Vitamin D is essential for helping your body absorb calcium. Low vitamin D levels are associated with a higher risk of bone fractures.
In the UK, Public Health England advises all adults to take a daily vitamin D supplement between October and March. You can take a vitamin D supplement all year round if you don't have much sunlight exposure or have darker skin. Always check with your doctor before starting a supplement.
Get enough calcium
Calcium is an essential mineral for maintaining healthy bones.
Both men and women between the ages of 19 to 50+ need 700 mg of calcium daily.
If you’ve been diagnosed with osteoporosis, you might need more calcium. You can usually get enough calcium through your diet, but your doctor might recommend a supplement if you follow a plant-based diet.
Optimising calcium intake from food can help reduce your risk of developing osteoporosis.
Good food sources of calcium include:
- leafy green vegetables — like broccoli, kale, and spring greens
- animal milk — from cows (including lactose-free), goats, and sheep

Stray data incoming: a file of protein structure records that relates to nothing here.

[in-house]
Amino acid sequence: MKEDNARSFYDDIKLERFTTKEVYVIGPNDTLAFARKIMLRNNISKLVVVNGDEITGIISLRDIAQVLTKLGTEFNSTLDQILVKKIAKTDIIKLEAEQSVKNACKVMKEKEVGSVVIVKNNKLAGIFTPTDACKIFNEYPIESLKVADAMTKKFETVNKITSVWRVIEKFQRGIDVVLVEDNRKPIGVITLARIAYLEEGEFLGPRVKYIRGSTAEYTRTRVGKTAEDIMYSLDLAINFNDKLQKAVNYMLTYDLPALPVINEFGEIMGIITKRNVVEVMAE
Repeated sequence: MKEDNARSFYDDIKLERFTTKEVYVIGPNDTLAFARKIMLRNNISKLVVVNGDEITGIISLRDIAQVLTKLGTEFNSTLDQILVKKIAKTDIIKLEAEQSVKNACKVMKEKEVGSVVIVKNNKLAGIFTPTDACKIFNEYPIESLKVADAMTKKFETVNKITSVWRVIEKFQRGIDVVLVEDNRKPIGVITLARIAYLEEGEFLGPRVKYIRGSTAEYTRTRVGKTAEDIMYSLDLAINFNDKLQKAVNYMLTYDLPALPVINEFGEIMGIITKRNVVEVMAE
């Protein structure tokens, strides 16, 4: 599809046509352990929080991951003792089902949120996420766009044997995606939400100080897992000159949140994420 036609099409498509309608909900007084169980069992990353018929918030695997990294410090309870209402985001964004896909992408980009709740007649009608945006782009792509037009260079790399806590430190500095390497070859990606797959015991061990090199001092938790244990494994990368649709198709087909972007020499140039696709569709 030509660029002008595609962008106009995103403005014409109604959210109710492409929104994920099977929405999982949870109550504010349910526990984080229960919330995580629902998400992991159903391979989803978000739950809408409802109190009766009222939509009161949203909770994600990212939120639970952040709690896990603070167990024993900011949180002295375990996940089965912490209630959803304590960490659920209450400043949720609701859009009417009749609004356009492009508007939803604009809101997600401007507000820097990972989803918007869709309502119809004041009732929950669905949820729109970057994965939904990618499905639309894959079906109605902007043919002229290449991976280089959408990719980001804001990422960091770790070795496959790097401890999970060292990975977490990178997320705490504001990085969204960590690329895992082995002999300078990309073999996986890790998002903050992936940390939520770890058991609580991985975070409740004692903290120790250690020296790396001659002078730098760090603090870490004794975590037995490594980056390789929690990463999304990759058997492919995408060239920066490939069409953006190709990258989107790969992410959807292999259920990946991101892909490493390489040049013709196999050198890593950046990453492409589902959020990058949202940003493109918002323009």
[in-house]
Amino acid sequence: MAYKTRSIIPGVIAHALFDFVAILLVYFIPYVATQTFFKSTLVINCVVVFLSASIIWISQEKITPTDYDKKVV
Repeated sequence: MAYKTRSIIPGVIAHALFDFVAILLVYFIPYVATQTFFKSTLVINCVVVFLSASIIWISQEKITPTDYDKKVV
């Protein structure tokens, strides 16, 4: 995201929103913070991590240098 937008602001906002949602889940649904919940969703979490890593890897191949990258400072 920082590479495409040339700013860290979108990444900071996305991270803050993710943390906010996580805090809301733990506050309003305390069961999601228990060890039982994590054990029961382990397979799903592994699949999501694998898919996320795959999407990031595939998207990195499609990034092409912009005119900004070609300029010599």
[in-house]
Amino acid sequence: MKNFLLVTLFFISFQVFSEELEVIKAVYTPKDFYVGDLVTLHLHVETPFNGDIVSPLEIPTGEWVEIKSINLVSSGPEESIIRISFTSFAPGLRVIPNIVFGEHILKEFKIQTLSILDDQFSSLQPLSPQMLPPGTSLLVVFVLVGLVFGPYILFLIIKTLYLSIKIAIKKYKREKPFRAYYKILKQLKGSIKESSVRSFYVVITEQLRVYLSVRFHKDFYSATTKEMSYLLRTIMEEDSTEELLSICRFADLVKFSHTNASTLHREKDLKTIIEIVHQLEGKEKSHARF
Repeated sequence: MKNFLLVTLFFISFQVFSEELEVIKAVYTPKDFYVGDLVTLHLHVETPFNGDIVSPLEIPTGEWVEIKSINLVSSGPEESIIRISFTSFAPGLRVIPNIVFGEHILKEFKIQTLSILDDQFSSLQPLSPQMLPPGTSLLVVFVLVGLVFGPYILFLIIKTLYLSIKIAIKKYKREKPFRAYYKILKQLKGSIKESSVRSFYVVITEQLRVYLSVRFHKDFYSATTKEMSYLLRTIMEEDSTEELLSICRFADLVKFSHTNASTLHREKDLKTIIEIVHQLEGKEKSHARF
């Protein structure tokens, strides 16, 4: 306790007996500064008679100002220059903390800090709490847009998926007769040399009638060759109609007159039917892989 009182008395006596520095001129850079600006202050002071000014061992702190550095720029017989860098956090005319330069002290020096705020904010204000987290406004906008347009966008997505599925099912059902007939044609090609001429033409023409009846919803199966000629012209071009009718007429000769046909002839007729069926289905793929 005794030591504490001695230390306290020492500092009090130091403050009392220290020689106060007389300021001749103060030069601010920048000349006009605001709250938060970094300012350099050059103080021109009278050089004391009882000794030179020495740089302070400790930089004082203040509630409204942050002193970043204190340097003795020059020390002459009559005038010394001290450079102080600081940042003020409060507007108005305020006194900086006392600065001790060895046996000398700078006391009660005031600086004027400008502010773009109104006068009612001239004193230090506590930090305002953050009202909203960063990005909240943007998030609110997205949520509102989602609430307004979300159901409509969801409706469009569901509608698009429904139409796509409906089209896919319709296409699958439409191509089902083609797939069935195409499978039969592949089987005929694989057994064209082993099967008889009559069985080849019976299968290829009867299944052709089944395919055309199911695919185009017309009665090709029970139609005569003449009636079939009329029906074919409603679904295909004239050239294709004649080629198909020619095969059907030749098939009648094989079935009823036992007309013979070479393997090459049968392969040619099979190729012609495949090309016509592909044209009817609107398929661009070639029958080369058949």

- plant-based milk — like soya, oat, nut, coconut, pea, and rice
- cheese — like cheddar, edam, halloumi, and cottage cheeses
- plain yoghurt
- fortified bread and cereals
Follow a healthy lifestyle
The good news is, there are many things you can do to prevent osteoporosis. This includes:
- getting enough exercise — strengthens your muscles and reduces your risk of osteoporosis and falls
- aim for a mix of aerobic activities — like weight-bearing exercises and resistance training
Always speak to your doctor before increasing exercise time and intensity, especially if you have an existing condition. They can help you do this safely.
Other lifestyle changes include:
- stopping smoking
- reducing how much alcohol you drink — aim for no more than 14 units a week, and try to spread it out evenly throughout the week
Living with osteoporosis
If you're diagnosed with osteoporosis, you can reduce your chances of falling by removing hazards from your home and having regular eye and hearing tests.
To help you recover from a fracture, you can try using:
- painkillers like ibuprofen — to help reduce inflammation
- hot and cold treatments — like warm baths and cold packs
- relaxation techniques — like deep breathing and meditation
Speak to a healthcare professional if you're worried about living with osteoporosis. They can answer any questions or concerns you have.
Talking to a trained counsellor, psychologist, or others with this condition is also helpful.
You can also contact support groups — like the Royal Osteoporosis Society.